Andrew Cuomo Calls Supreme Court’s Church Lockdown Ruling ‘Irrelevant’

In this provided by the State of New York, New York Gov. Andrew Cuomo holds up a new Thank
Kevin P. Coughlin/State of New York via AP

New York Gov. Andrew Cuomo (D) on Thursday bitterly dismissed the U.S. Supreme Court’s ruling against his coronavirus restrictions on religious services, claiming the decision is “irrelevant.”

On Wednesday evening, the high court ruled in favor 5-4 with the Roman Catholic Diocese of Brooklyn and Orthodox Jewish synagogues in their lawsuit alleging Cuomo’s gathering restrictions, which limited house of worship attendance from 10 to 25 people, violated religious freedom under the First Amendment.

“The Supreme Court made a ruling. It’s more illustrative of the Supreme Court than anything else,” Cuomo told reporters on a conference call, the New York Post said. “It’s irrelevant of any practical impact because of the zone they were talking about is moot. It expired last week.”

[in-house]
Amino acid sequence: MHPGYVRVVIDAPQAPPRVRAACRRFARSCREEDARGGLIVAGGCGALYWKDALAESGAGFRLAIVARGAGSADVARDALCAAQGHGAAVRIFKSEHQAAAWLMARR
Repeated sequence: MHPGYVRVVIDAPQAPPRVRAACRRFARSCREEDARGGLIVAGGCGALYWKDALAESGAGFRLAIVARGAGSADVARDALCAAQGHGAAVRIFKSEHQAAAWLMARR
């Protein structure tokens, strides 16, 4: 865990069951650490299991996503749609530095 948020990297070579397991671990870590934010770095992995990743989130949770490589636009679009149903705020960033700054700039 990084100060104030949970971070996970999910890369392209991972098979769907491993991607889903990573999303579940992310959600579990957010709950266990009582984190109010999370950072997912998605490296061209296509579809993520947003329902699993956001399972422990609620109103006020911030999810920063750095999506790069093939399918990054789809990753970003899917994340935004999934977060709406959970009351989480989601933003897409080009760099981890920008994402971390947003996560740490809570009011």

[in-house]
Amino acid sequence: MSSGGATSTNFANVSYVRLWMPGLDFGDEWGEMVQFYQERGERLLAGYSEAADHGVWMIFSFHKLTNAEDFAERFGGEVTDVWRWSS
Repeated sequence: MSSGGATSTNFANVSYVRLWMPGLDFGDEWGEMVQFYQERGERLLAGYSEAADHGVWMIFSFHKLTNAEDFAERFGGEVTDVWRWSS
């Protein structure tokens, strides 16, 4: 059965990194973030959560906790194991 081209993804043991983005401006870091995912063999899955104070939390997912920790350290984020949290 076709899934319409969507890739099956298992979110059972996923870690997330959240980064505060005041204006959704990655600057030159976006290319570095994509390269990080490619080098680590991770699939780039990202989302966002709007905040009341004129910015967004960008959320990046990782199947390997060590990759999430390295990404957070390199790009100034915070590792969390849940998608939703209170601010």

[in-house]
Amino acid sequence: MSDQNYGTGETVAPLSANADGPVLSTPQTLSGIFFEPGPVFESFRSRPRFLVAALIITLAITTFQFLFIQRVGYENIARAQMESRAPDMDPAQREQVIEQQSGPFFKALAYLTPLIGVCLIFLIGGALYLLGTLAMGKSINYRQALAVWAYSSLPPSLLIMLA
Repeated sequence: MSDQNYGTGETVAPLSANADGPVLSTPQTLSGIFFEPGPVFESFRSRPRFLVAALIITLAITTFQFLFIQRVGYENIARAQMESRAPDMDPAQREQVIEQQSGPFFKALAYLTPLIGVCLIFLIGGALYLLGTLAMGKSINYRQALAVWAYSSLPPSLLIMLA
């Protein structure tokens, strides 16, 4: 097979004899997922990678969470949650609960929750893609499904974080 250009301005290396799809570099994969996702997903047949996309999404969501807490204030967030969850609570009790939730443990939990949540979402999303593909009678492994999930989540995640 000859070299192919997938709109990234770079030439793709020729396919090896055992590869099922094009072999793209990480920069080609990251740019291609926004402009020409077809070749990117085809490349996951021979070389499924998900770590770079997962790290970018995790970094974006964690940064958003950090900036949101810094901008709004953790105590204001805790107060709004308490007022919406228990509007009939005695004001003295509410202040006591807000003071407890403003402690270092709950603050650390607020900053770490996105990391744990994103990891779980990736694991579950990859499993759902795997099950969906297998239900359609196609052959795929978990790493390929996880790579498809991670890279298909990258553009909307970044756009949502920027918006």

“It doesn’t have any practical effect,” he added. “The lawsuit was about the Brooklyn zone. The Brooklyn zone no longer exists as a red zone. That’s muted. So that restriction is no longer in effect. That situation just doesn’t exist because those restrictions are gone.”

Newly-confirmed Supreme Court Justice Amy Coney Barrett sided with the bench’s conservative justices. Chief Justice John Roberts sided with liberal Justices Stephen Breyer, Elena Kagan, and Sonia Sotomayor.

The court said in an unsigned opinion that stemming the spread of the deadly and infectious coronavirus is compelling public interest, but the measures affecting places of worship are far more restrictive than measures seen in other cases that have come before the justices and tighter than those applied to worse-hit areas.

It continued that less restrict measures have been implemented on places connected to known clusters while there has been “no evidence the applicants have contributed to the spread of COVID-19.” It also said less restrictive measures could be enforced on the religious services to stop virus transmission, such as limiting services based on available capacity and not a hard cap.

“It is time — past time — to make plain that while the pandemic poses many grave challenges, there is no world in which the Constitution tolerates color-coded executive edicts that re-open liquor stores and bike shops but shutter churches, synagogues and mosques,” Justice Neil Gorsuch wrote in a concurring opinion.

The UPI contributed to this report. 



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